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to prefèrve the memory of a Dog, who poured out his life with his grief upon the ashes of the man whofe hand had nourished him? A few days before the 9th Thermidor, a revolutionary tribunal, in one of the departments of the North of France, condemned to death M. de R****, an ancient magistrate, and a most estimable man, guilty, at fifty leagues from Paris, of a confpiricy, which had not existed at St. Lazare. M. de R. had a water spaniel, of ten or twelve years old, of the fmall breed, which had been brought up by him, and had never quitted him. De R**** in prison saw his family difperfed by a fyftem of terror ;fome had taken flight; others, themselves ar rested, were carried into distant gaols; his domeftics were difmiffed; his house was buried in the folitude of the feals; his friends either abandoned him, or concealed themselves; every thing in the world was filent to him except his dog. This faithful animal had been refufed admittance into the prifon. He had returned to his mafter's house and found it fhut.

*The day on which Robespierre was overthrown.

He took refuge with a neighbour, who received him; but, that pofterity may judge foundly of the times in which we have existed, it must be added, that this man received him trembling, in fecret, and dreading left his humunity for an animal fhould conduct him to the scaffold. Every day, at the fame hour, the dog left the house, and went to the door of the prifon. He was refufed admittance, but he conftantly paffed an hour before it, and then returned. His fidelity at length won upon the porter, and he was one day allowed to enter. The dog faw his mafter. It was difficult to feparate them; but the gaoler carried him away, and the dog returned to his retreat. He came back the next morning, and every day; and once each day he was admitted. He licked the hand of his friend, looked at him, licked his hand again, and went away of himfelf.

When the day of sentence arrived, notwithstanding the crowd, notwithstanding the guard, he penetrated into the hall, and crouched himfelf between the legs of the unhappy man, whom he was about to lofe for ever, The

judges condemned the man; and, may my tears be pardoned for the expreffion which efcapes from them, they condemned him in the prefence of his dog. They re-conducted him to the prifon, and the dog, for that time, did not quit the door. The fatal hour arrives; the prifon opens; the unfortunate man paffes out; it is the dog that receives him at the threshold. He clings upon his hand. Alas! that hand will never more be fpread upon thy carreffing head! He follows him. The axe falls; the mafter dies; but the tenderness of the dog cannot ceafe. The body is carried away, he walks at its fide; the earth receives it, he lays himself upon the grave.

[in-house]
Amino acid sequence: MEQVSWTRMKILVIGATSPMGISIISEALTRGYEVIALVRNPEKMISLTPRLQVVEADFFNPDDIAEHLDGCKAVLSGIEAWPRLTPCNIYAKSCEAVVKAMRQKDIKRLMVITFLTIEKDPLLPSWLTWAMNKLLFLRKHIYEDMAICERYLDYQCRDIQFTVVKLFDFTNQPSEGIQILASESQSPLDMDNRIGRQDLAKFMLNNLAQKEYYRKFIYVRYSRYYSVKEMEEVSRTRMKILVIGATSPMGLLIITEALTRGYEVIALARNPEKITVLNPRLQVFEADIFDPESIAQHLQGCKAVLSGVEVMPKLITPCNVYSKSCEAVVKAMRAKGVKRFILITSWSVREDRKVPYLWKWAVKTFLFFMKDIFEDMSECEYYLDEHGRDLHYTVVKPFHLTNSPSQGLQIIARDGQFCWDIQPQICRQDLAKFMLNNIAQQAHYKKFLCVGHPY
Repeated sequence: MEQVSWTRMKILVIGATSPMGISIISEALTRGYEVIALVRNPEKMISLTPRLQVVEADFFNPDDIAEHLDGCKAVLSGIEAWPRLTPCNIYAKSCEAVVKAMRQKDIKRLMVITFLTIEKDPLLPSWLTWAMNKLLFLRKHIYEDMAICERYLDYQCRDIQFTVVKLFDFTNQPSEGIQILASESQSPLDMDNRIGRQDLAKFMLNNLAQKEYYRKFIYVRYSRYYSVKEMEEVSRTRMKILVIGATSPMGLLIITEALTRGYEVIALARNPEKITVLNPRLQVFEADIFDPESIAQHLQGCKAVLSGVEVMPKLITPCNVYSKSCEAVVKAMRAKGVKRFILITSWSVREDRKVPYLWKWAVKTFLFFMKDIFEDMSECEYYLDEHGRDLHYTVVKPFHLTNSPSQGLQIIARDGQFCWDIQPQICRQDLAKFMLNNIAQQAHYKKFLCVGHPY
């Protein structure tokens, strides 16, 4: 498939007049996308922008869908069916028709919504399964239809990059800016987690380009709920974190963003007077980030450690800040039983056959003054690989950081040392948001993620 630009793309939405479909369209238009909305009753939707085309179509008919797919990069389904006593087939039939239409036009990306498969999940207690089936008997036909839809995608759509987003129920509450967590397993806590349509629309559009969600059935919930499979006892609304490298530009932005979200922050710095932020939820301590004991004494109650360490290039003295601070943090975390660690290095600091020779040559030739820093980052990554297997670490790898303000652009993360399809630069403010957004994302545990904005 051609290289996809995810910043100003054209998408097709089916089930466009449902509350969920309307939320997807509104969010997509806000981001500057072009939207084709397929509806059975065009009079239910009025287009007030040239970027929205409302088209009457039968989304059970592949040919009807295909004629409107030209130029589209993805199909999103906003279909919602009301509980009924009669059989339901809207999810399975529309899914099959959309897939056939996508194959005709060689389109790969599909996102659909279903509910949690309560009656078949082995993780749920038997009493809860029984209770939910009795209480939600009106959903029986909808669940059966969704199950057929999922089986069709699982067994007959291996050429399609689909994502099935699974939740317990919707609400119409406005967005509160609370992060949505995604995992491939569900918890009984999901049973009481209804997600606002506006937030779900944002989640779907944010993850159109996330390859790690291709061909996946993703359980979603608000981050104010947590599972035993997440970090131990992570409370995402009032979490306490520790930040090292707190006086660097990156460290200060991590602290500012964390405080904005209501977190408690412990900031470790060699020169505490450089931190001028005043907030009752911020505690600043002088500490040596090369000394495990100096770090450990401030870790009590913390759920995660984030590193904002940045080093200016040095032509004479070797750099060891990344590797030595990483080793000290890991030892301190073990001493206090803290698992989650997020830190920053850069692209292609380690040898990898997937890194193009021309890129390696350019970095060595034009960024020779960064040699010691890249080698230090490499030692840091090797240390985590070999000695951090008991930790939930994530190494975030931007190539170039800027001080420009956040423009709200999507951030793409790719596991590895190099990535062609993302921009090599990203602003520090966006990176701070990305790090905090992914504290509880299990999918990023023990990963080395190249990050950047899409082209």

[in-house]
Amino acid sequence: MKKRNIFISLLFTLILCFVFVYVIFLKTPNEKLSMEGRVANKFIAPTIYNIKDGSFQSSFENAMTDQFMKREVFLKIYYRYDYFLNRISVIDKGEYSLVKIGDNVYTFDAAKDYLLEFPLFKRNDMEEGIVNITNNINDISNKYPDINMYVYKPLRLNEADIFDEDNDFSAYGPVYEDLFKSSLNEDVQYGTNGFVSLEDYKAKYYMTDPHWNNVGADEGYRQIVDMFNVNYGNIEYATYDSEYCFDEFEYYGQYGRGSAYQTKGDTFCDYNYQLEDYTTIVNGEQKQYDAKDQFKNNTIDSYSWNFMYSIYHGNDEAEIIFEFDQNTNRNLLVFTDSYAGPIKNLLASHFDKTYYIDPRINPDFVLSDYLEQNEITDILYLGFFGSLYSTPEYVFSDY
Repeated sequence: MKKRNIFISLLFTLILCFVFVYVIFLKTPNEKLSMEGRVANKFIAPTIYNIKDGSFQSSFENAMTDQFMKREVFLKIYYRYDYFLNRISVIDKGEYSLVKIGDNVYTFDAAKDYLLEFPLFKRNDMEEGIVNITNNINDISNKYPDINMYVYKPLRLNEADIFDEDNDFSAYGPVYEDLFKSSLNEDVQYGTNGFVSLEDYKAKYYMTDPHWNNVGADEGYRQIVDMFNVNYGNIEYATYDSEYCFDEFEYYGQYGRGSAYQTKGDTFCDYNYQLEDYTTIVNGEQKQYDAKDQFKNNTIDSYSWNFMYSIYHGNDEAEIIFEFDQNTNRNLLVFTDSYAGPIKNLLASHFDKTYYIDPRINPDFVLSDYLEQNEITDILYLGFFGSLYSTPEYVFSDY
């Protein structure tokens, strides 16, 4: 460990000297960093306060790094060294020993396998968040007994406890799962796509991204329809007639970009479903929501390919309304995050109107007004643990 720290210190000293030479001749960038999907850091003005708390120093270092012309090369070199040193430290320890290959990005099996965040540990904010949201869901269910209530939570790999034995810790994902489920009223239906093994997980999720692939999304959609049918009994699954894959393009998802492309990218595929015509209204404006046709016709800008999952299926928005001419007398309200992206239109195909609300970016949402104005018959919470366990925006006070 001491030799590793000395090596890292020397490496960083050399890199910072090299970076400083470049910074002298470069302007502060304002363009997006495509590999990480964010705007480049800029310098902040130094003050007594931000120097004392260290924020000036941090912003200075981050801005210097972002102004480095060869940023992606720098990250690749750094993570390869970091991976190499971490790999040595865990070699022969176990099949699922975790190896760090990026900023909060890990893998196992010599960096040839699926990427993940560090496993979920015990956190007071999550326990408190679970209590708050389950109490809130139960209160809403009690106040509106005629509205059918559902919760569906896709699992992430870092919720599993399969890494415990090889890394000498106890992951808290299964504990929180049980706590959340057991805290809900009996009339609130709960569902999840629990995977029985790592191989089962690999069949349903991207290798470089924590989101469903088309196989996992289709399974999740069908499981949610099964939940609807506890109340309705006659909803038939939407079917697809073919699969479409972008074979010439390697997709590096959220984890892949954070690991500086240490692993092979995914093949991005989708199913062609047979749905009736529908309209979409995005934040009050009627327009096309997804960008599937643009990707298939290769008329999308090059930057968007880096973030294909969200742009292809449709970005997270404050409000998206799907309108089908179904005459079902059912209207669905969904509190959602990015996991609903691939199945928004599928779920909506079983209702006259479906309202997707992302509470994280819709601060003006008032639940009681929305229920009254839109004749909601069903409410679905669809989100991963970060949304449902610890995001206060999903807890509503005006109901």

There he paffed the first night, the next day, the fecond night. The neighbour, in the meantime, unhappy at not feeing him, risks himself, fearching for the dog; gueffes by the extent of his fidelity the asylum he has chofen; finds him, carreffes him, brings him back, and makes him eat. An hour afterwards, the dog efcaped, and regained his favourite place. Three months paffed away, each morning of which he came to feek his food,

and then returned to the ashes of his mafter; but each day he was more fad, more meagre, more languifhing, and it was plain that he was gradually reaching his end. They endeavoured by chaining him up, to wean him; but you cannot triumph over nature! he broke, or bit through his bonds; efcaped; returned to the grave, and never quitted it more. It was in vain that they endeavoured to bring him back. They carried him food, but he ate no longer. For four and twenty hours he was feen employing his weakened limbs in digging up the earth that feparated him from the remains of the man he fo much loved. Paffion gave him ftrength, and he gradually approached the body; his labours of affection then vehemently increafed; his efforts became convulfive; he fhrieked in his ftruggles; his faithful heart gave way, and he breathed out his last gafp, as if he knew that he had found his mafter!

A SPARTAN BON MOT.

THERE are many perfons of weak intellects who place great value on very frivolous accom

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plishments, and become very vain of poffeffing them. A stranger came to Lacedæmon to fee the city, who had acquired the habit of standing a long time on one leg. Exhibiting this trick to a Spartan, he told him, vauntingly"You could not preferve that posture fo long." "I know that," replied the Lacedæmonian, "but a goofe can.”

ANCIENT AND MODERN CHARACTER

OF THE

INHABITANTS OF NORTH WALES.

ON confidering the character of the North Wallians, we find that little variation has taken place in it, during the lapfe of eighteen centuries; and if we allow for that polish, which the progrefs of fociety naturally produ ces on individuals, we fhall fee the prefent inhabitants of Merioneth and Caernarvon fhire, as well pourtrayed by Diodorus, Cæfar, Strabo, and Livy, as if they had taken the likeness in thefe days. The modern, like the ancient

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